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PMC Lecture Series
Start Date: 3/21/2013Start Time: 7:00 PM
End Date: 3/21/2013End Time: 9:00 PM
This event recurs on a custom schedule.   Click here to see the series dates.

Event Description:

Music and Political Change in Myanmar

Recent years have witnessed tremendous political unrest in Burma/Myanmar. Minority separatist movements, economic stagnation, chronic detention of political prisoners and a multitude of other obstacles have plagued the history of this once prosperous nation. The detention of pro-democracy icon and Nobel Laureate Aung San Suu Kyi between 1990 and 2010 compounded a crisis of political legitimacy and brought this forgotten country back into international news circles. Now in 2013, Myanmar is redefining itself—the military dictatorship has stepped aside, political prisoners have been released, the economy is recovering and Aung San Suu Kyi is a member of parliament.
Focusing on a wide variety of cases, supplemented by numerous audio and video examples, this presentation questions what role music has played in this tumultuous history. Not simply reflective of society, the role of music in Myanmar’s politics is not neutral but has been tied to the policies of the oppressing dictatorship and the pro-democracy resistance movements. From national unity festivals to monastic revolutions and from education policy to pro-democracy Internet campaigns, music has been a tool to both justify oppression and demand liberation and has been an active force in Myanmar’s struggles.

Gavin Douglas is Associate Professor of Ethnomusicology and Head of the Music Studies Department at the University of North Carolina at Greensboro. He holds a BMUS degree (performance classical guitar) and a BA degree (philosophy) from Queen’s University (Canada), a MM (ethnomusicology) from the University of Texas at Austin and a PhD (ethnomusicology) from the University of Washington, Seattle. His research interests include aesthetics, nationalism, politics, and globalization. Douglas’s primary research area is in Burma/Myanmar where he has studied the role of music in both reinforcing and challenging the authority of the state. His recent work focuses on the ethnic minorities of the highlands and on Buddhist musical practice. His book Music in Mainland Southeast Asia explores cultural diversity, political trauma and globalization across Burma, Thailand, Cambodia and Vietnam.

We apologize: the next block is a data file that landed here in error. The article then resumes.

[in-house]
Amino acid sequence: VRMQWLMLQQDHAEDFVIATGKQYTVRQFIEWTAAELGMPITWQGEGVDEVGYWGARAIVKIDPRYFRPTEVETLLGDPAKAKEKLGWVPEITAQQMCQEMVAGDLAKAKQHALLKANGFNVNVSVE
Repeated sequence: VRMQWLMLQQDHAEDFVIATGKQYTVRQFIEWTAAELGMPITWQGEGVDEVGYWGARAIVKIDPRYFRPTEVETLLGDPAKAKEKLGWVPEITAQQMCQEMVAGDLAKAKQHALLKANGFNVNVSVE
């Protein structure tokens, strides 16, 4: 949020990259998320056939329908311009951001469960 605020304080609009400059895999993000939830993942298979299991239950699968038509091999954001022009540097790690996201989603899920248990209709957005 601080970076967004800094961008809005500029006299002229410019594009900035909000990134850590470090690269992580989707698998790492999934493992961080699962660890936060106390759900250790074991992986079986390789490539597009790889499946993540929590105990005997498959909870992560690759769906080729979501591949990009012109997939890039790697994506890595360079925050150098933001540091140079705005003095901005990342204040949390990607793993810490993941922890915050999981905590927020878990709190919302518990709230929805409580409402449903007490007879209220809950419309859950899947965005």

The Price Music Center Lecture Series has become the way diverse cultures and their musics are brought to our department, our campus, and our students. Second only to CenterStage, the PMC Lecture Series is The Way The Arts are able to show Diversity Initiatives to the greater community. More and more, the value of the PMC Lecture Series is proving to be an extraordinary gift to this university and its students.

Please join us for these exciting events in our Series:
September 21- Laith Ulaby (Music and the Arab Spring)

January 25- Donna Kwon (North Korea)

March 21- Gavin Douglas (Myanmar-Aung San Suu Kyi)

Location Information:
Thompson Hall

Thompson Hall - Titmus Theatre

Thompson Hall - Titmus Theatre
Contact Information:
Name: Music Department
Phone: 919-515-2981
Email: musicinfo@ncsu.edu
Admission Information:
$10 Public, $8 Senior Citizens, Students, NCSU Faculty & Staff, $5 NCSU Students, children under 12 free with ticketed adult. For more information or to purchase tickets, please call Ticket Central at 919-515-1100.
Event URL:
ncsu.edu/music

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